The Democratic State committee^
in session in Raleigh Wednesday
night, selected Raleigh as the place
and April 27 as the date, for the
meeting of the Democratic State
convention. The county conven
tions to elect delegates to the State
convention will be held on April
22, the precinct meetings to elect
delegates to the county convention
on April 15.
The State convention will elect
four delegates to the national Dem
ocratic convention and the dele
gates to the State convention from
each congressional district will elect
two delegates from each district.
Two electors for the State will be
named by the State convention and
an elector for each district will be
named by district delegates.
The State, convention does not
nominate candidates. The candi
dates, State, judicial and congres
sional, and the legislative and coun
ty candidates in the great majority
of the counties, will be named in a
State-wide primary to be held in
June. There was some contention
that delegates to the national con
vention should be named in the
same way, but the majority of the
committee’decided that there was
no provision for naming delegates
and electors in the primaries.
Forty-seven members of the com
mittee w«re present or represented
Nathan O'Berry, R. H. Hayes,
B. W. Ballard, A. H. Eller and
A. D. Watts were appointed a
committee to convass, June 10, the
returns from the State primary;
and to draft a new party plan D.
G. Brummitt, A. D. Watts, A. M.
Scales, S. C. Brawley and J. W.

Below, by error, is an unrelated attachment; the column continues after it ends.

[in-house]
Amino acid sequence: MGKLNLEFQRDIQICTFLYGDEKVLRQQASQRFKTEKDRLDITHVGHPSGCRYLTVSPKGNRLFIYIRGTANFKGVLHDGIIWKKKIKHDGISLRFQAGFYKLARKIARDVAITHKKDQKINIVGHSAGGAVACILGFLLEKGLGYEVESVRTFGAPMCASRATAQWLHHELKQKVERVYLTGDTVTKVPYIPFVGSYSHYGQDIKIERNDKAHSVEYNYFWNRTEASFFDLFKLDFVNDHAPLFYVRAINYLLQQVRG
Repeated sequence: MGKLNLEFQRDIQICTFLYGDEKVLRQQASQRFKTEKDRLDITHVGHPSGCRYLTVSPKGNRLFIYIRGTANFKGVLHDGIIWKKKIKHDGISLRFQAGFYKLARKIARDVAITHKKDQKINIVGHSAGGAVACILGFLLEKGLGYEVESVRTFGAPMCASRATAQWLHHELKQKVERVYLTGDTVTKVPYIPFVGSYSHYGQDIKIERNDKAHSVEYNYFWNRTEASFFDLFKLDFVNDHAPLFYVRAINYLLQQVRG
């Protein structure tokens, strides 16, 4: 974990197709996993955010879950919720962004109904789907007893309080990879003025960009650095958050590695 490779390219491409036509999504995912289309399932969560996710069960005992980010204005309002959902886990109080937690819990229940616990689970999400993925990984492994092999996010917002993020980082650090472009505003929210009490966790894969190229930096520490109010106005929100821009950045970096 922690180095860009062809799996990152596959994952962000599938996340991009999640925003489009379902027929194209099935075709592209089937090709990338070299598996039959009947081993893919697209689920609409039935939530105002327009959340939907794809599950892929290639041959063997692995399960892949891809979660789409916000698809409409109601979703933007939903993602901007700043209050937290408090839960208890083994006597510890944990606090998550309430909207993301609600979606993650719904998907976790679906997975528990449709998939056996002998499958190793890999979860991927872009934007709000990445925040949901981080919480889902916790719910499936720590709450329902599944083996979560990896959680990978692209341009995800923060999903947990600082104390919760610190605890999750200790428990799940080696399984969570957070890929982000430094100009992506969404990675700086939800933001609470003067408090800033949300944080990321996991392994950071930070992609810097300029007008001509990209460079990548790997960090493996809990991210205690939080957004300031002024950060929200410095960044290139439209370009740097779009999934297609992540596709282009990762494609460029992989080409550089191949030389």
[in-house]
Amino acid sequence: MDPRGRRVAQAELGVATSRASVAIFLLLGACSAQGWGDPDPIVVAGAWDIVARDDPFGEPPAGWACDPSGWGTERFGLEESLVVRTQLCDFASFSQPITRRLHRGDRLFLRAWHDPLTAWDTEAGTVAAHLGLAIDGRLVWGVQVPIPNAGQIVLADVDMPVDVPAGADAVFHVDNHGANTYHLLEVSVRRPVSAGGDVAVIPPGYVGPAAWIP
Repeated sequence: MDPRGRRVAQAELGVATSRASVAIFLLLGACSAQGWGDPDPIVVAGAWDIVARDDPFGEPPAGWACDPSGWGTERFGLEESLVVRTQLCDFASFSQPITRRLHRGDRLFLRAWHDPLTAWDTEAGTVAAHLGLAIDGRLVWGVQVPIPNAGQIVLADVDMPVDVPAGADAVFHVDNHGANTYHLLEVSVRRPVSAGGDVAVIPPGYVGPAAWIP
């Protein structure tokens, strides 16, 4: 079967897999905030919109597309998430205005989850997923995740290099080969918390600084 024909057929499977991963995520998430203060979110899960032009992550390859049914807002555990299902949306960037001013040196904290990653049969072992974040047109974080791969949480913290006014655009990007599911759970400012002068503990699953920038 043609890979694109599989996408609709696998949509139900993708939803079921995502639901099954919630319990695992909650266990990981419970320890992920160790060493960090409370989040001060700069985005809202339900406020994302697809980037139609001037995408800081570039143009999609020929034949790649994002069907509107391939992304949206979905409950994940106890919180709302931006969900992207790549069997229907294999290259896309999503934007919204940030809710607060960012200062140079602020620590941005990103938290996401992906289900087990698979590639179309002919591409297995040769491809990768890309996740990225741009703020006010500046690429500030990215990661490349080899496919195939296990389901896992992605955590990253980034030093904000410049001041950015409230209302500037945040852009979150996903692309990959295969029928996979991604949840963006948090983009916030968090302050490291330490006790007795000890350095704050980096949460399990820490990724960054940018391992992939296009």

Ferguson were named.
The following resolution was
adopted by a rising vote:
* "In view of the discussions that
have taken place in Congress and
in the country with respect to our
diplomatic relations with belliger
ent countries, thel)emocratic State
executive committee desires to give
expression to its implicit confidence
in the judgement, wisdom and pa
triotism of the President in the
discharge of his constitutional
I function pertaining to our foreign
relations, and to commend our
Senators and Representatives in
Congress for their action in voting
to table resolutions tending to em-
barass him as our spokesman and
representative in his negotiations
with the belligerent governments
of Europe. We know that the
President is an ardent friend of
peace and that he can be relied
upon to protect this country from
war if that result can be accom
plished without sacrificing the
honor and dignity of the nation.”
A. P. Goodwin of Gatesville was
made a committee member to suc
ceed L. L. Smith and C. F. Cline
of Rutherfordton to succeed John
C. Mills. Smith and Mills have
died since last meeting.
Adjutant General Young says
the North Carolina National Guard,
on a peace basis of 65 men to the
company, now has 225 officers and
3,026 enlisted men fully equipped.
He declared he could bring the
organization to a war basis of 150
men per company in ten days.
North Cove school will have its
commencement Friday, March 17.
There will be a picnic with a pro-
graim consisting of songs, recita
tions, drills, etc., in the afternoon.
An interesting program will also
be rendered at night at 8 o’clock.